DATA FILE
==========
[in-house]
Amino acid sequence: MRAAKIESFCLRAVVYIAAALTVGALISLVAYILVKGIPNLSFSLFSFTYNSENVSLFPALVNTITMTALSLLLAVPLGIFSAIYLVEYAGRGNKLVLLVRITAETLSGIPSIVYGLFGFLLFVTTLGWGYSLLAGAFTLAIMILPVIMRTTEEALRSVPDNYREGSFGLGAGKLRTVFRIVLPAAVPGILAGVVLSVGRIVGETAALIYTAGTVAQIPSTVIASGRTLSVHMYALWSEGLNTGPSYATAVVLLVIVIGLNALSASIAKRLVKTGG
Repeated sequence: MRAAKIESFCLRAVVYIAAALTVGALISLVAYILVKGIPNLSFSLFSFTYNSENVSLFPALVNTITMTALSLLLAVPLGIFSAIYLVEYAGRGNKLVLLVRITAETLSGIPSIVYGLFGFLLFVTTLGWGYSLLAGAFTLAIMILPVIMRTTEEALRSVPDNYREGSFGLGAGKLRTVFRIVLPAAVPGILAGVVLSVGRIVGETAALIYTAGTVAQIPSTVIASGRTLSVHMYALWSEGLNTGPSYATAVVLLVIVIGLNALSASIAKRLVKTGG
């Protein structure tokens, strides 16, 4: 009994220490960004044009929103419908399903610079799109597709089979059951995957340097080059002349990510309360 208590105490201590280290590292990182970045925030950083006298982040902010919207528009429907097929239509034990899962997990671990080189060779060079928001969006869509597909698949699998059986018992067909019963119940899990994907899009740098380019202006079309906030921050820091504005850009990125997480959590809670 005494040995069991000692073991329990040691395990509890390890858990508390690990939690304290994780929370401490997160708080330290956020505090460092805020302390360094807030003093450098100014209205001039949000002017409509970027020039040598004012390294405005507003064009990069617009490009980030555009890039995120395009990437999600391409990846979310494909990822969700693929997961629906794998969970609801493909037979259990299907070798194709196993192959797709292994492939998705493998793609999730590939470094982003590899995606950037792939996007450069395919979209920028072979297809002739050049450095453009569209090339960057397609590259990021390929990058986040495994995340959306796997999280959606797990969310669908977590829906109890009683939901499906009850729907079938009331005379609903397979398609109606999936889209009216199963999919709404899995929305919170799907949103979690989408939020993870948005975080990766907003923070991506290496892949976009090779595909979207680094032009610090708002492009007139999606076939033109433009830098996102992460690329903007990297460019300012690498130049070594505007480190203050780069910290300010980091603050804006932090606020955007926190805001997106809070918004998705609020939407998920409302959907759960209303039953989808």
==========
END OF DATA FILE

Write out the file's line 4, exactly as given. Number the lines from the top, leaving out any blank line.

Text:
């Protein structure tokens, strides 16, 4: 009994220490960004044009929103419908399903610079799109597709089979059951995957340097080059002349990510309360 208590105490201590280290590292990182970045925030950083006298982040902010919207528009429907097929239509034990899962997990671990080189060779060079928001969006869509597909698949699998059986018992067909019963119940899990994907899009740098380019202006079309906030921050820091504005850009990125997480959590809670 005494040995069991000692073991329990040691395990509890390890858990508390690990939690304290994780929370401490997160708080330290956020505090460092805020302390360094807030003093450098100014209205001039949000002017409509970027020039040598004012390294405005507003064009990069617009490009980030555009890039995120395009990437999600391409990846979310494909990822969700693929997961629906794998969970609801493909037979259990299907070798194709196993192959797709292994492939998705493998793609999730590939470094982003590899995606950037792939996007450069395919979209920028072979297809002739050049450095453009569209090339960057397609590259990021390929990058986040495994995340959306796997999280959606797990969310669908977590829906109890009683939901499906009850729907079938009331005379609903397979398609109606999936889209009216199963999919709404899995929305919170799907949103979690989408939020993870948005975080990766907003923070991506290496892949976009090779595909979207680094032009610090708002492009007139999606076939033109433009830098996102992460690329903007990297460019300012690498130049070594505007480190203050780069910290300010980091603050804006932090606020955007926190805001997106809070918004998705609020939407998920409302959907759960209303039953989808």